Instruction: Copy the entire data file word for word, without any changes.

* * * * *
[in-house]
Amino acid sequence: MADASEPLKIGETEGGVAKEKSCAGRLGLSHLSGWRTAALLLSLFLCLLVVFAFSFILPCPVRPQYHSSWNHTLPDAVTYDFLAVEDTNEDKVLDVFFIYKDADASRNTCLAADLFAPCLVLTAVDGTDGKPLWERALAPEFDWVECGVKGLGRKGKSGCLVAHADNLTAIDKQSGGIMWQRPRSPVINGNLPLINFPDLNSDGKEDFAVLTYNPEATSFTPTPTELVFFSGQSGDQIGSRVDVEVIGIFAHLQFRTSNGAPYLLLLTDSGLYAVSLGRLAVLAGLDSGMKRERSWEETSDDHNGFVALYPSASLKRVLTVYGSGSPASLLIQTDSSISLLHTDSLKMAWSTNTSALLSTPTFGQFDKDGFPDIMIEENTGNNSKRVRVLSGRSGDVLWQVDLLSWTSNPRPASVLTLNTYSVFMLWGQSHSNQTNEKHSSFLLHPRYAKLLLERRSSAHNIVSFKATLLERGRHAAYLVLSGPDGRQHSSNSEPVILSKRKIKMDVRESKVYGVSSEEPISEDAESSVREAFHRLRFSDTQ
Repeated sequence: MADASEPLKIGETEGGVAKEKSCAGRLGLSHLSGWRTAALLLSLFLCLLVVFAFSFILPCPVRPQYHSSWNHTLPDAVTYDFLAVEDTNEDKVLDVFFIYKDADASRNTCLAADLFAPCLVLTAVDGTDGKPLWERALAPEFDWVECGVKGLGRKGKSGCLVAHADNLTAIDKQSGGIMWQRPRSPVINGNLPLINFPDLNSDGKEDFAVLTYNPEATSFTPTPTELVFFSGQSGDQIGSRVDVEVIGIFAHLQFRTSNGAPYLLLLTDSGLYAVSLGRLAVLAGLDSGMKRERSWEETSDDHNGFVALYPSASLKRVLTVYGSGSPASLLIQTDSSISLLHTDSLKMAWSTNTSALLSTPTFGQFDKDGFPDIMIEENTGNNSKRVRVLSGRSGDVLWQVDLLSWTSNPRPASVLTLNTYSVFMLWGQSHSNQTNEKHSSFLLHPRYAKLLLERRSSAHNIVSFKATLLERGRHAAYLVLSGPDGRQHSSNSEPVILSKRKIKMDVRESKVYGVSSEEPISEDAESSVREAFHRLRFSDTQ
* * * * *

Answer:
[in-house]
Amino acid sequence: MADASEPLKIGETEGGVAKEKSCAGRLGLSHLSGWRTAALLLSLFLCLLVVFAFSFILPCPVRPQYHSSWNHTLPDAVTYDFLAVEDTNEDKVLDVFFIYKDADASRNTCLAADLFAPCLVLTAVDGTDGKPLWERALAPEFDWVECGVKGLGRKGKSGCLVAHADNLTAIDKQSGGIMWQRPRSPVINGNLPLINFPDLNSDGKEDFAVLTYNPEATSFTPTPTELVFFSGQSGDQIGSRVDVEVIGIFAHLQFRTSNGAPYLLLLTDSGLYAVSLGRLAVLAGLDSGMKRERSWEETSDDHNGFVALYPSASLKRVLTVYGSGSPASLLIQTDSSISLLHTDSLKMAWSTNTSALLSTPTFGQFDKDGFPDIMIEENTGNNSKRVRVLSGRSGDVLWQVDLLSWTSNPRPASVLTLNTYSVFMLWGQSHSNQTNEKHSSFLLHPRYAKLLLERRSSAHNIVSFKATLLERGRHAAYLVLSGPDGRQHSSNSEPVILSKRKIKMDVRESKVYGVSSEEPISEDAESSVREAFHRLRFSDTQ
Repeated sequence: MADASEPLKIGETEGGVAKEKSCAGRLGLSHLSGWRTAALLLSLFLCLLVVFAFSFILPCPVRPQYHSSWNHTLPDAVTYDFLAVEDTNEDKVLDVFFIYKDADASRNTCLAADLFAPCLVLTAVDGTDGKPLWERALAPEFDWVECGVKGLGRKGKSGCLVAHADNLTAIDKQSGGIMWQRPRSPVINGNLPLINFPDLNSDGKEDFAVLTYNPEATSFTPTPTELVFFSGQSGDQIGSRVDVEVIGIFAHLQFRTSNGAPYLLLLTDSGLYAVSLGRLAVLAGLDSGMKRERSWEETSDDHNGFVALYPSASLKRVLTVYGSGSPASLLIQTDSSISLLHTDSLKMAWSTNTSALLSTPTFGQFDKDGFPDIMIEENTGNNSKRVRVLSGRSGDVLWQVDLLSWTSNPRPASVLTLNTYSVFMLWGQSHSNQTNEKHSSFLLHPRYAKLLLERRSSAHNIVSFKATLLERGRHAAYLVLSGPDGRQHSSNSEPVILSKRKIKMDVRESKVYGVSSEEPISEDAESSVREAFHRLRFSDTQ